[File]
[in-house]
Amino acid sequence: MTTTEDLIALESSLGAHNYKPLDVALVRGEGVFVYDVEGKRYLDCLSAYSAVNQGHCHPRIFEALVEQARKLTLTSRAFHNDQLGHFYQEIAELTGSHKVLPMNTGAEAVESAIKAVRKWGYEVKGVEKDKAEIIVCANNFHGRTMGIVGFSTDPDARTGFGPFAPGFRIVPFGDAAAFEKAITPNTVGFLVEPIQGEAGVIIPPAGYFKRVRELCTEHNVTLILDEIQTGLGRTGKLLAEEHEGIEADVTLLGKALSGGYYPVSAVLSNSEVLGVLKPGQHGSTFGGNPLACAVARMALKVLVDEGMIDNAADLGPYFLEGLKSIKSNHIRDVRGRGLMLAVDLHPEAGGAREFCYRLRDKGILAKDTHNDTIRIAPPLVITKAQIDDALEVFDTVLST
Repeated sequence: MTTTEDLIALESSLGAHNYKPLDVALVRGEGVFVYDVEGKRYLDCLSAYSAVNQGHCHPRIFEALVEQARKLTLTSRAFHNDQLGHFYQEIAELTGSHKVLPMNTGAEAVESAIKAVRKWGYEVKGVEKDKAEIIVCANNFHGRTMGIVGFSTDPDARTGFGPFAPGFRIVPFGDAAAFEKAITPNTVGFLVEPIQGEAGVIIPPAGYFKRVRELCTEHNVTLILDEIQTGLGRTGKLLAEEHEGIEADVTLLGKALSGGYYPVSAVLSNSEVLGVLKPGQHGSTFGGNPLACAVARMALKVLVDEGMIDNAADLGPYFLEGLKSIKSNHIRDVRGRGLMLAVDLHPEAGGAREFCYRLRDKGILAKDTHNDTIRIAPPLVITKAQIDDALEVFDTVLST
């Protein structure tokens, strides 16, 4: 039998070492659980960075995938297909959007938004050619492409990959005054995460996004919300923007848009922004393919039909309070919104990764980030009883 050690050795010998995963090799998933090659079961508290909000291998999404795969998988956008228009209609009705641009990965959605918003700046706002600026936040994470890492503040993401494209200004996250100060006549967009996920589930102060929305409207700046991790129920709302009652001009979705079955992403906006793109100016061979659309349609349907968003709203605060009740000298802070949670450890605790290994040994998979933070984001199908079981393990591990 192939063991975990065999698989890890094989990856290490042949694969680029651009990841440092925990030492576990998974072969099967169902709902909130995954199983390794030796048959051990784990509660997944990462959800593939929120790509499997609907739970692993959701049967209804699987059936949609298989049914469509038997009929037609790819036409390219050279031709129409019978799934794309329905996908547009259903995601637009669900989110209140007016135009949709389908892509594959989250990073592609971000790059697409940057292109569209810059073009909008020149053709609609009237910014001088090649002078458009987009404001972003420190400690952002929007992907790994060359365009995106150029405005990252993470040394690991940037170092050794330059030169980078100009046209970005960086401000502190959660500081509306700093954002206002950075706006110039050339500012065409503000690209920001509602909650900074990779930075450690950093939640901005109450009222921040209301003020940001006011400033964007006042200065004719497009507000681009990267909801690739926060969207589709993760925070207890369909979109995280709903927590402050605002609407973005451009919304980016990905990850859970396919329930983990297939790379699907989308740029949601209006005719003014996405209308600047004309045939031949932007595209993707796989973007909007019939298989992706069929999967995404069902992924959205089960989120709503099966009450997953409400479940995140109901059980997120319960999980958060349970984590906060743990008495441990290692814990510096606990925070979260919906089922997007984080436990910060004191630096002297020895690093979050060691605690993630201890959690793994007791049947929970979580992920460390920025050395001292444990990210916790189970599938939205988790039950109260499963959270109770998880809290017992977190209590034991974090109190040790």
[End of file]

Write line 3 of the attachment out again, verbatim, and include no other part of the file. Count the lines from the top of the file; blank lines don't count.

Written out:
Repeated sequence: MTTTEDLIALESSLGAHNYKPLDVALVRGEGVFVYDVEGKRYLDCLSAYSAVNQGHCHPRIFEALVEQARKLTLTSRAFHNDQLGHFYQEIAELTGSHKVLPMNTGAEAVESAIKAVRKWGYEVKGVEKDKAEIIVCANNFHGRTMGIVGFSTDPDARTGFGPFAPGFRIVPFGDAAAFEKAITPNTVGFLVEPIQGEAGVIIPPAGYFKRVRELCTEHNVTLILDEIQTGLGRTGKLLAEEHEGIEADVTLLGKALSGGYYPVSAVLSNSEVLGVLKPGQHGSTFGGNPLACAVARMALKVLVDEGMIDNAADLGPYFLEGLKSIKSNHIRDVRGRGLMLAVDLHPEAGGAREFCYRLRDKGILAKDTHNDTIRIAPPLVITKAQIDDALEVFDTVLST